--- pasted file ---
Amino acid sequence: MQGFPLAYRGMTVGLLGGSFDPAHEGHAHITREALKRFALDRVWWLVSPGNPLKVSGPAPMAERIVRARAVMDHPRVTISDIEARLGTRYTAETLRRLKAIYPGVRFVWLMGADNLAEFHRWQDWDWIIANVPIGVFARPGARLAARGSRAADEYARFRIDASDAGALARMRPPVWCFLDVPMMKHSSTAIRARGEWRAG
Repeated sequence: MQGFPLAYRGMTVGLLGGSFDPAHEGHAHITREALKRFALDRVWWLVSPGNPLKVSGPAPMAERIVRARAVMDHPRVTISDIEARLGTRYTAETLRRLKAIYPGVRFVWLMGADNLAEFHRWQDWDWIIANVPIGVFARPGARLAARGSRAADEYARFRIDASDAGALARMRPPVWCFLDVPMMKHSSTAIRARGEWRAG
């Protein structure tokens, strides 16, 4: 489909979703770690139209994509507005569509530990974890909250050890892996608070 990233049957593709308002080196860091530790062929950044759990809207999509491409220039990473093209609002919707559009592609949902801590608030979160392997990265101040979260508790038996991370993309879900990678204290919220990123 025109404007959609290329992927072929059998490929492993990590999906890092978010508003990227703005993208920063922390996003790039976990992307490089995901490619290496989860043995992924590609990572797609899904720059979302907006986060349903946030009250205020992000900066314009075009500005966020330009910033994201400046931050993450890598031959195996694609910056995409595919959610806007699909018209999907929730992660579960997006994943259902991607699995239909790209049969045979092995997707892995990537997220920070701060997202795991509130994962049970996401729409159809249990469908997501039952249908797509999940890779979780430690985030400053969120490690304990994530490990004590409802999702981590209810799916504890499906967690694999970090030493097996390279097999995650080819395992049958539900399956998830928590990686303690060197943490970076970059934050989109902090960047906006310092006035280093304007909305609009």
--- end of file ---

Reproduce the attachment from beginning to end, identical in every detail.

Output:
Amino acid sequence: MQGFPLAYRGMTVGLLGGSFDPAHEGHAHITREALKRFALDRVWWLVSPGNPLKVSGPAPMAERIVRARAVMDHPRVTISDIEARLGTRYTAETLRRLKAIYPGVRFVWLMGADNLAEFHRWQDWDWIIANVPIGVFARPGARLAARGSRAADEYARFRIDASDAGALARMRPPVWCFLDVPMMKHSSTAIRARGEWRAG
Repeated sequence: MQGFPLAYRGMTVGLLGGSFDPAHEGHAHITREALKRFALDRVWWLVSPGNPLKVSGPAPMAERIVRARAVMDHPRVTISDIEARLGTRYTAETLRRLKAIYPGVRFVWLMGADNLAEFHRWQDWDWIIANVPIGVFARPGARLAARGSRAADEYARFRIDASDAGALARMRPPVWCFLDVPMMKHSSTAIRARGEWRAG
């Protein structure tokens, strides 16, 4: 489909979703770690139209994509507005569509530990974890909250050890892996608070 990233049957593709308002080196860091530790062929950044759990809207999509491409220039990473093209609002919707559009592609949902801590608030979160392997990265101040979260508790038996991370993309879900990678204290919220990123 025109404007959609290329992927072929059998490929492993990590999906890092978010508003990227703005993208920063922390996003790039976990992307490089995901490619290496989860043995992924590609990572797609899904720059979302907006986060349903946030009250205020992000900066314009075009500005966020330009910033994201400046931050993450890598031959195996694609910056995409595919959610806007699909018209999907929730992660579960997006994943259902991607699995239909790209049969045979092995997707892995990537997220920070701060997202795991509130994962049970996401729409159809249990469908997501039952249908797509999940890779979780430690985030400053969120490690304990994530490990004590409802999702981590209810799916504890499906967690694999970090030493097996390279097999995650080819395992049958539900399956998830928590990686303690060197943490970076970059934050989109902090960047906006310092006035280093304007909305609009």